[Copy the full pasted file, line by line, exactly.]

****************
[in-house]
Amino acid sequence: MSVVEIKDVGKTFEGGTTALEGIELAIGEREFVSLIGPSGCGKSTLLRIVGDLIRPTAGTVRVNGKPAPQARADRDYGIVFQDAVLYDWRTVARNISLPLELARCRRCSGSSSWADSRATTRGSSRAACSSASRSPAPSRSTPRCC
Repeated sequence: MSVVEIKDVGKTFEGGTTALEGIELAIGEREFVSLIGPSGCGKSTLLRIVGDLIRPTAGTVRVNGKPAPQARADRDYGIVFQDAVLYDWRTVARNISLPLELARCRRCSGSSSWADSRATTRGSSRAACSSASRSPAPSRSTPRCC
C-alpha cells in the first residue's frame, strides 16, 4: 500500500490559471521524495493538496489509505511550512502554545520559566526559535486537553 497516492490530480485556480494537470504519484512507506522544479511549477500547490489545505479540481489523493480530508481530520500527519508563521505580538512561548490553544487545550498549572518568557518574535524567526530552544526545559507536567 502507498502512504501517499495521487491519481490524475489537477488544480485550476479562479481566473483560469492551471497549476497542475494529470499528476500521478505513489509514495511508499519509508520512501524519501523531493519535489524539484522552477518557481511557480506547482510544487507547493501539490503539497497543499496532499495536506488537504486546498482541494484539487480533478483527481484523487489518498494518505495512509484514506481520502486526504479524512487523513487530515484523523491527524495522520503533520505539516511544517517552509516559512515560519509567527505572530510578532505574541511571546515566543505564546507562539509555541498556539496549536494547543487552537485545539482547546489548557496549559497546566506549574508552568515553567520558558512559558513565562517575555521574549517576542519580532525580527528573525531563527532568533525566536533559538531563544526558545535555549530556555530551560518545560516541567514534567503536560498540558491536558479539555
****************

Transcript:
[in-house]
Amino acid sequence: MSVVEIKDVGKTFEGGTTALEGIELAIGEREFVSLIGPSGCGKSTLLRIVGDLIRPTAGTVRVNGKPAPQARADRDYGIVFQDAVLYDWRTVARNISLPLELARCRRCSGSSSWADSRATTRGSSRAACSSASRSPAPSRSTPRCC
Repeated sequence: MSVVEIKDVGKTFEGGTTALEGIELAIGEREFVSLIGPSGCGKSTLLRIVGDLIRPTAGTVRVNGKPAPQARADRDYGIVFQDAVLYDWRTVARNISLPLELARCRRCSGSSSWADSRATTRGSSRAACSSASRSPAPSRSTPRCC
C-alpha cells in the first residue's frame, strides 16, 4: 500500500490559471521524495493538496489509505511550512502554545520559566526559535486537553 497516492490530480485556480494537470504519484512507506522544479511549477500547490489545505479540481489523493480530508481530520500527519508563521505580538512561548490553544487545550498549572518568557518574535524567526530552544526545559507536567 502507498502512504501517499495521487491519481490524475489537477488544480485550476479562479481566473483560469492551471497549476497542475494529470499528476500521478505513489509514495511508499519509508520512501524519501523531493519535489524539484522552477518557481511557480506547482510544487507547493501539490503539497497543499496532499495536506488537504486546498482541494484539487480533478483527481484523487489518498494518505495512509484514506481520502486526504479524512487523513487530515484523523491527524495522520503533520505539516511544517517552509516559512515560519509567527505572530510578532505574541511571546515566543505564546507562539509555541498556539496549536494547543487552537485545539482547546489548557496549559497546566506549574508552568515553567520558558512559558513565562517575555521574549517576542519580532525580527528573525531563527532568533525566536533559538531563544526558545535555549530556555530551560518545560516541567514534567503536560498540558491536558479539555